Bilateral reversed palmaris longus muscle with trifid insertion, a rare variation

Anita R. Gune, Anand J. Pote, Ashalata D. Patil, Priya S. Patil, Vasudha R. Nikam


Normally the palmaris longus muscle originates from the medial epicondyle of the humerus from common flexor origin. In the middle of the forearm, the muscle belly forms a tendon which is inserted into the flexor retinaculum and the palmar aponeurosis. In our study after dissection of both forearms of a 45-year-old male cadaver we found a reversed palmaris longus muscle. This means that the palmaris longus muscle was tendinous in its proximal part and muscular in its distal part. The fleshy belly of muscle was passing over flexor retinaculum, was ensheathed by separate fascia. The muscle belly was spreading on both the sides of each palm for insertion which was trifid, that is centrally into palmar aponeurosis, laterally continuous with the fascia covering the thenar muscles and medially with Abductor digit minimi. It was having tendinous interconnection with the muscle mass of both the sides. Bilateral reversed palmaris longus muscle mentioned in the literature, was a surgical finding in a patient who suffered from edema and pain in the wrist. The overuse of the reversed palmaris longus muscle can lead to the muscle’s local hypertrophy. As per the literature a reversed palmaris longus muscle may cause a compartment syndrome with pain and edema in the wrist area, the carpal tunnel syndrome and Guyon’s syndrome. The variation is also useful to the hand surgeon, as the palmaris longus muscle is an anatomical landmark for operations in this area.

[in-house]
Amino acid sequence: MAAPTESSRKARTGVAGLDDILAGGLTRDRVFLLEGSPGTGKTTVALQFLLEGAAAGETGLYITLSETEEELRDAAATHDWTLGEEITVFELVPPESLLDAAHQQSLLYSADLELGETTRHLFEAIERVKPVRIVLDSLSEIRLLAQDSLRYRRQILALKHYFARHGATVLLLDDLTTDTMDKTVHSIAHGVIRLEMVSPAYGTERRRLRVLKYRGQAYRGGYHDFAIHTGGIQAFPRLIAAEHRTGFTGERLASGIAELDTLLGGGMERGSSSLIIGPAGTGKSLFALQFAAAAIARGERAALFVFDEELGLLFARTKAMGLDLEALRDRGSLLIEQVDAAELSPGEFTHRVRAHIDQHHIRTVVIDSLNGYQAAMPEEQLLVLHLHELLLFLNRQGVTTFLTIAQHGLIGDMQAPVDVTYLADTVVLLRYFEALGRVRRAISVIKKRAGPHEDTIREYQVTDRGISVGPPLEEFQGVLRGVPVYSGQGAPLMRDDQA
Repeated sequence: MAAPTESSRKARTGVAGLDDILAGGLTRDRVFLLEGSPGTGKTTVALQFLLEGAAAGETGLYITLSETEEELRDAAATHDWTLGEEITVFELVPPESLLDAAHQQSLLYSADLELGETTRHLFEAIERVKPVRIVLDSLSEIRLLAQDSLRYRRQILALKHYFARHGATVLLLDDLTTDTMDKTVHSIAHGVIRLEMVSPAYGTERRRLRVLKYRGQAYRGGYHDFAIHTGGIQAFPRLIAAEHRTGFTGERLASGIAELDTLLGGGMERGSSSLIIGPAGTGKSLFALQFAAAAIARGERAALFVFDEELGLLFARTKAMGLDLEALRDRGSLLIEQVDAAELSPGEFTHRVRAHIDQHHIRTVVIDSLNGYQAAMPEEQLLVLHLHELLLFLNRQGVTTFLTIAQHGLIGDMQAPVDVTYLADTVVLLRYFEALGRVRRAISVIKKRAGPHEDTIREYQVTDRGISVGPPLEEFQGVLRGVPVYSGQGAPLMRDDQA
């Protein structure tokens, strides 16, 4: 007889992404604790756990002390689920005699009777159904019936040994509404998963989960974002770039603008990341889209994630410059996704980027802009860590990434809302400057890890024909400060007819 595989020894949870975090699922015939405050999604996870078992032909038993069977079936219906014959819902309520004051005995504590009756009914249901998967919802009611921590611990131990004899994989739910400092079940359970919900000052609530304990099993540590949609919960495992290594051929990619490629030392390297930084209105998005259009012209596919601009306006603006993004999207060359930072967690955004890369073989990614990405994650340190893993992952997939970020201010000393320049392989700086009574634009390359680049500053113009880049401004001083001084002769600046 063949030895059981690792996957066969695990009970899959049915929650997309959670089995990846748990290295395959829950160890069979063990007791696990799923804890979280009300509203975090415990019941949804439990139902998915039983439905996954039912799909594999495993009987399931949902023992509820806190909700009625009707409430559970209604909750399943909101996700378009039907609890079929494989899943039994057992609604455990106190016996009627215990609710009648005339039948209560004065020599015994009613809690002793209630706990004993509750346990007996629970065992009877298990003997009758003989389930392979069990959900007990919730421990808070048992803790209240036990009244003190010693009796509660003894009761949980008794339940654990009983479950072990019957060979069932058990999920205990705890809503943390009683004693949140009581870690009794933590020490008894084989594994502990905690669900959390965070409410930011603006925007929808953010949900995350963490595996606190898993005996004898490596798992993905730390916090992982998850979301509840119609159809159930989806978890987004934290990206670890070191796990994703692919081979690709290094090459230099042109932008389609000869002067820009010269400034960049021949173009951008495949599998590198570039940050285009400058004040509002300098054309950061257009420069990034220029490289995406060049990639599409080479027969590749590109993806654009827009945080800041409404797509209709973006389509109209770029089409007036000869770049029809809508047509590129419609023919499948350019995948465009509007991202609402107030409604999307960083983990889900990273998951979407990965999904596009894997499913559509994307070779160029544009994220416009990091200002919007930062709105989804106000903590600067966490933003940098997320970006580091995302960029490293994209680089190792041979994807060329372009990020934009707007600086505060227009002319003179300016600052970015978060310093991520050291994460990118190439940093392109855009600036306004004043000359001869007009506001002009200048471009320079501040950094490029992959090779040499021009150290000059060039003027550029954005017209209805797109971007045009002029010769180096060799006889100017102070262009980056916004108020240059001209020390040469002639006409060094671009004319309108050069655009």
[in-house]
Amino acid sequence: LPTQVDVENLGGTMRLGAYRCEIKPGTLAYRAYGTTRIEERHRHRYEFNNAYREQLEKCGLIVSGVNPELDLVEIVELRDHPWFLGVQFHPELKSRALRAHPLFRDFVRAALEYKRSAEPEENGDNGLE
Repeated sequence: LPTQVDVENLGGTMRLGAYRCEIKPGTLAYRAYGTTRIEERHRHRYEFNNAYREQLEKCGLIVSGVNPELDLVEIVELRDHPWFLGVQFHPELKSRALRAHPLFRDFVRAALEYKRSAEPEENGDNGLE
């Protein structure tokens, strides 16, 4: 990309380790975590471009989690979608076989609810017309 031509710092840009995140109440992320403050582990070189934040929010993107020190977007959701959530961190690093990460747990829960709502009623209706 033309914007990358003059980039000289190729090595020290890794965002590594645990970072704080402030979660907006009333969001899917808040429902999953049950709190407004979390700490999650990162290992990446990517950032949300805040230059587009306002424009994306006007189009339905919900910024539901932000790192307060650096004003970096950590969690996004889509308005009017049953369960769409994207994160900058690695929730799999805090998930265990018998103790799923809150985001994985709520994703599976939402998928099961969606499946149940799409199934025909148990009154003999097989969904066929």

Reversed palmaris longus, Trifid insertion

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